The periodic comet, Tempel 1, was discovered by German astronomer Ernst Wilhelm Leberecht Tempel in 1867. In every 5.5 years, the comet completes one orbit around the Sun with its orbital paths lying in between the orbits of Mars and Jupiter.

Tempel 1 was previously visited by NASA’s Deep Impact spacecraft on July 4, 2005. The current fly-by of the comet by NASA’s Stardust spacecraft is the first time that a comet has been re-visited to look for changes on its surface.

During the encounter phase, the spacecraft will carry out many important milestones which include turning the spacecraft to point its protective shields between it and the anticipated direction from which cometary particles would approach. Another important milestone includes scientific imaging of the comet’s nucleus. (more…)

Study: Hospital budgets expanding due to IT reform

Tuesday, February 15th, 2011

Hospital executives are planning for budget increases during the next five years and are prioritizing strategic initiatives that had previously been on hold due to economic constraints. Healthcare insurance reform is also causing hospital management to re-evaluate how they select and purchase medical devices and other services, according to a survey from L.E.K. Consulting.

Nearly 60 percent of 196 surveyed hospital executives expected budget increases in 2011. During the next five years, 70 percent of respondents predicted larger budgets and are planning to increase purchasing in multiple areas, including IT (58 percent), facilities (38 percent), large medical devices (37 percent), small medical devices (21 percent) and disposables (28 percent), according to the Boston-based consulting firm’s survey.

Supplier negotiations will be central to controlling costs, which has hospitals increasingly turning to group purchasing organizations (GPOs) to help negotiate the best rates possible, L.E.K. stated. According to the L.E.K. survey, more than half of respondents expect to use GPOs more by 2015. Some hospitals have also started to approach GPOs to procure high-priced capital equipment in addition to low-price, high-volume items. (more…)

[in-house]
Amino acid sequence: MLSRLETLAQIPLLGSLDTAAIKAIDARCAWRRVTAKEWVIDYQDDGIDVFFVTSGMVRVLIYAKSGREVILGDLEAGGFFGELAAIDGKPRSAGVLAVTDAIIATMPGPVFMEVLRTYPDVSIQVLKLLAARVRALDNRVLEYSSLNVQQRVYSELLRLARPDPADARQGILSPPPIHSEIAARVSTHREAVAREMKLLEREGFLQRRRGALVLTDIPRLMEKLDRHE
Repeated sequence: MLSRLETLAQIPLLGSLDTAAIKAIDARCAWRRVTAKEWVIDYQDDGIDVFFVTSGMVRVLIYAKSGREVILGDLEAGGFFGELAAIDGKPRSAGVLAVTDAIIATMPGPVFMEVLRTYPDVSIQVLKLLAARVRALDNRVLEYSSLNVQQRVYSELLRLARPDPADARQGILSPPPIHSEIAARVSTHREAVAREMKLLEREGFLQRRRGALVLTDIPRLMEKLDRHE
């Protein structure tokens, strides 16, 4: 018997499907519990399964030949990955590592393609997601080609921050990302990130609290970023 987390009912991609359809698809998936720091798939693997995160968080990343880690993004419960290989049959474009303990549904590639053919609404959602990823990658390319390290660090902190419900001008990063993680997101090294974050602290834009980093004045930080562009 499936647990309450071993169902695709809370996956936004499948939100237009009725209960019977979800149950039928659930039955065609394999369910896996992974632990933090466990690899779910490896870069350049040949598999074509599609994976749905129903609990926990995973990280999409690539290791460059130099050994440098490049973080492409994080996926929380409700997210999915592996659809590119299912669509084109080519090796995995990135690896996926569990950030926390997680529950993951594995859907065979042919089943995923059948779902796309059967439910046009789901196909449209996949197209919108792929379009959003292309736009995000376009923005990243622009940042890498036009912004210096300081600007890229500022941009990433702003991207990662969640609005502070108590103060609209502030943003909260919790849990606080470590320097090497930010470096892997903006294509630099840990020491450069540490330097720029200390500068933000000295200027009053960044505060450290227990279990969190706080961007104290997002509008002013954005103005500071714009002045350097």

Governors Get Advice for Saving on Medicaid

Friday, February 4th, 2011

Fearing wholesale cuts in Medicaid by states with severe budget problems, the Obama administration told governors on Thursday how they could save money by selectively and judiciously reducing benefits, curbing overuse of costly prescription drugs and attacking fraud.

However, the administration refused to say whether it would allow states to adopt stricter eligibility standards that would, in effect, throw low-income people off the Medicaid rolls and eliminate their insurance coverage.

Kathleen Sebelius, the secretary of health and human services, said she was still studying that question.

Governors said the ideas, though constructive, were not nearly enough. They said they wanted waivers of some federal requirements and relief from Congress, and they noted that the new health care law would greatly increase Medicaid rolls in 2014.

In a letter to governors on Thursday, Ms. Sebelius said, “I have heard the urgency of your state budget concerns.” Ms. Sebelius emphasized that states already had substantial discretion to alter benefits and establish or increase co-payments. (more…)

HIV increase among county’s young black men prompts CDC to focus on prevention

Friday, February 4th, 2011

A startling increase in the number of reported HIV infections among young black men in Milwaukee County who have sex with men may be linked to several risk factors, including internalized homophobia and living on the streets, according to a joint investigation by local, state and federal health officials released Thursday.

The investigation began after the Wisconsin Division of Public Health noted a 144% increase in reported HIV diagnoses in Milwaukee County from 2000 to 2008 among black men ages 15 to 29 who have sex with men.

The resulting investigation – which involved the state, Milwaukee Health Department and U.S. Centers for Disease Control and Prevention – found the increase likely wasn’t due to intensified testing efforts, but to increased transmission of HIV through high risk behavior and nondisclosure of HIV status.

If the spike in HIV diagnoses among young black men isn’t reversed, the entire metro area could see increased rates, Milwaukee Health Commissioner Bevan Baker warned Thursday.

A higher percentage of young black males than nonblack males have male sex partners at least five years older, according to the investigation, which involved a sampling of Milwaukee County men with HIV or syphilis diagnoses. Older men are more likely to be infected with HIV.

The Milwaukee Health Department last summer announced a multifaceted strategy to boost HIV testing, reduce stigma in the community and teach men to protect themselves.

The city partnered with Diverse & Resilient, an organization that works to improve the public health of lesbian, gay, transgender and bisexual individuals. That group networked with multiple other community groups and the medical community. It has trained 60 men to help provide information to the targeted population. (more…)